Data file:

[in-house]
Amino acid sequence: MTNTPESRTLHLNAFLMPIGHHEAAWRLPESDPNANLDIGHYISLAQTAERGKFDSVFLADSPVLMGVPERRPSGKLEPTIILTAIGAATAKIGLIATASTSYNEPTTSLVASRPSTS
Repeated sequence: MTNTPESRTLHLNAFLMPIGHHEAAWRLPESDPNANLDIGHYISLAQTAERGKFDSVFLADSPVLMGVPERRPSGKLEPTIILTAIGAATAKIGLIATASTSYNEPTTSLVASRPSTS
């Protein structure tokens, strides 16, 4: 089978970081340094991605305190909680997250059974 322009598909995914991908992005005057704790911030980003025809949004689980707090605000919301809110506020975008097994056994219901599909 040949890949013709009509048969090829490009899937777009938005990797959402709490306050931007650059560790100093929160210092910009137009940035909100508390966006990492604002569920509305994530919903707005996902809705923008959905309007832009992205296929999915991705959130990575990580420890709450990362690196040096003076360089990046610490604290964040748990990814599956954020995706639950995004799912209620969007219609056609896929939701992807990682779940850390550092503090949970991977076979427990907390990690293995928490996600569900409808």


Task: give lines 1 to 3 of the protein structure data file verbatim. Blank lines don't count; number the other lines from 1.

[in-house]
Amino acid sequence: MTNTPESRTLHLNAFLMPIGHHEAAWRLPESDPNANLDIGHYISLAQTAERGKFDSVFLADSPVLMGVPERRPSGKLEPTIILTAIGAATAKIGLIATASTSYNEPTTSLVASRPSTS
Repeated sequence: MTNTPESRTLHLNAFLMPIGHHEAAWRLPESDPNANLDIGHYISLAQTAERGKFDSVFLADSPVLMGVPERRPSGKLEPTIILTAIGAATAKIGLIATASTSYNEPTTSLVASRPSTS